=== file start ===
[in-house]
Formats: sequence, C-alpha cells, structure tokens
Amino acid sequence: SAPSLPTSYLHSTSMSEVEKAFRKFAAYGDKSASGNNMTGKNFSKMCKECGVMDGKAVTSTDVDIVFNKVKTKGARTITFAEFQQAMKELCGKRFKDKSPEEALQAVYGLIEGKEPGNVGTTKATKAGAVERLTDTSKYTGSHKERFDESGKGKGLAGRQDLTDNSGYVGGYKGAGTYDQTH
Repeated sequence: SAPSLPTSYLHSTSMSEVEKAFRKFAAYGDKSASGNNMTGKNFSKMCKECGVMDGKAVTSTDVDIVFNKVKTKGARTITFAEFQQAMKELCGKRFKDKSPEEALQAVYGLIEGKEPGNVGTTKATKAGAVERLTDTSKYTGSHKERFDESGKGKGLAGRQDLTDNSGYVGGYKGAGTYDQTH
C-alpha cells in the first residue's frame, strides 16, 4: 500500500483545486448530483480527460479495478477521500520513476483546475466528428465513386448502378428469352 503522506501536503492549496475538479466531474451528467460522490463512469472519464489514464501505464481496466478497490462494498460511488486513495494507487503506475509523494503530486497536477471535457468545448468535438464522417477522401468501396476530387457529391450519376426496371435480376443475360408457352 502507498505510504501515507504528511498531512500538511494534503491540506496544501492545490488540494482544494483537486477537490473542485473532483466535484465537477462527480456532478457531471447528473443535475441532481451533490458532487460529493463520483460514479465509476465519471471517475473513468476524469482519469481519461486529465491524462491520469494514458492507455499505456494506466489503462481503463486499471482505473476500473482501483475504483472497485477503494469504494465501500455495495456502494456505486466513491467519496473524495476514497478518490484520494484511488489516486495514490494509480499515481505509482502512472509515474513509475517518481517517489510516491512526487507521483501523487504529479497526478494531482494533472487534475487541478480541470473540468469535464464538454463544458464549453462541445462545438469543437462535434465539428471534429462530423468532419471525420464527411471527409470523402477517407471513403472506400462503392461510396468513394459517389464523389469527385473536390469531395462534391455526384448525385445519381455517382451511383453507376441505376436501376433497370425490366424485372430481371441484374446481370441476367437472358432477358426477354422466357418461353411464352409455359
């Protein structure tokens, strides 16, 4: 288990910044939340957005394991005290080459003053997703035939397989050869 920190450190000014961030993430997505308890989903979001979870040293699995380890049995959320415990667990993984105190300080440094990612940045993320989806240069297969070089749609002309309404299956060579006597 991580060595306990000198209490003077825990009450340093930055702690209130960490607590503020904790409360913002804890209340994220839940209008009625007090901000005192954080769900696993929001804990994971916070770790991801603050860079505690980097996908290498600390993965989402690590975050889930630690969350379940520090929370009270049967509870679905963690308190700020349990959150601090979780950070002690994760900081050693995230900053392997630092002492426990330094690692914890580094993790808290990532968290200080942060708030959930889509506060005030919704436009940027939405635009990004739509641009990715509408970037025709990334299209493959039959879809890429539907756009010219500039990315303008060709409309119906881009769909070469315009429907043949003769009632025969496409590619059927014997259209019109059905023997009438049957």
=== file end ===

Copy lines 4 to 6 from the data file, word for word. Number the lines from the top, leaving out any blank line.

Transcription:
Repeated sequence: SAPSLPTSYLHSTSMSEVEKAFRKFAAYGDKSASGNNMTGKNFSKMCKECGVMDGKAVTSTDVDIVFNKVKTKGARTITFAEFQQAMKELCGKRFKDKSPEEALQAVYGLIEGKEPGNVGTTKATKAGAVERLTDTSKYTGSHKERFDESGKGKGLAGRQDLTDNSGYVGGYKGAGTYDQTH
C-alpha cells in the first residue's frame, strides 16, 4: 500500500483545486448530483480527460479495478477521500520513476483546475466528428465513386448502378428469352 503522506501536503492549496475538479466531474451528467460522490463512469472519464489514464501505464481496466478497490462494498460511488486513495494507487503506475509523494503530486497536477471535457468545448468535438464522417477522401468501396476530387457529391450519376426496371435480376443475360408457352 502507498505510504501515507504528511498531512500538511494534503491540506496544501492545490488540494482544494483537486477537490473542485473532483466535484465537477462527480456532478457531471447528473443535475441532481451533490458532487460529493463520483460514479465509476465519471471517475473513468476524469482519469481519461486529465491524462491520469494514458492507455499505456494506466489503462481503463486499471482505473476500473482501483475504483472497485477503494469504494465501500455495495456502494456505486466513491467519496473524495476514497478518490484520494484511488489516486495514490494509480499515481505509482502512472509515474513509475517518481517517489510516491512526487507521483501523487504529479497526478494531482494533472487534475487541478480541470473540468469535464464538454463544458464549453462541445462545438469543437462535434465539428471534429462530423468532419471525420464527411471527409470523402477517407471513403472506400462503392461510396468513394459517389464523389469527385473536390469531395462534391455526384448525385445519381455517382451511383453507376441505376436501376433497370425490366424485372430481371441484374446481370441476367437472358432477358426477354422466357418461353411464352409455359
């Protein structure tokens, strides 16, 4: 288990910044939340957005394991005290080459003053997703035939397989050869 920190450190000014961030993430997505308890989903979001979870040293699995380890049995959320415990667990993984105190300080440094990612940045993320989806240069297969070089749609002309309404299956060579006597 991580060595306990000198209490003077825990009450340093930055702690209130960490607590503020904790409360913002804890209340994220839940209008009625007090901000005192954080769900696993929001804990994971916070770790991801603050860079505690980097996908290498600390993965989402690590975050889930630690969350379940520090929370009270049967509870679905963690308190700020349990959150601090979780950070002690994760900081050693995230900053392997630092002492426990330094690692914890580094993790808290990532968290200080942060708030959930889509506060005030919704436009940027939405635009990004739509641009990715509408970037025709990334299209493959039959879809890429539907756009010219500039990315303008060709409309119906881009769909070469315009429907043949003769009632025969496409590619059927014997259209019109059905023997009438049957």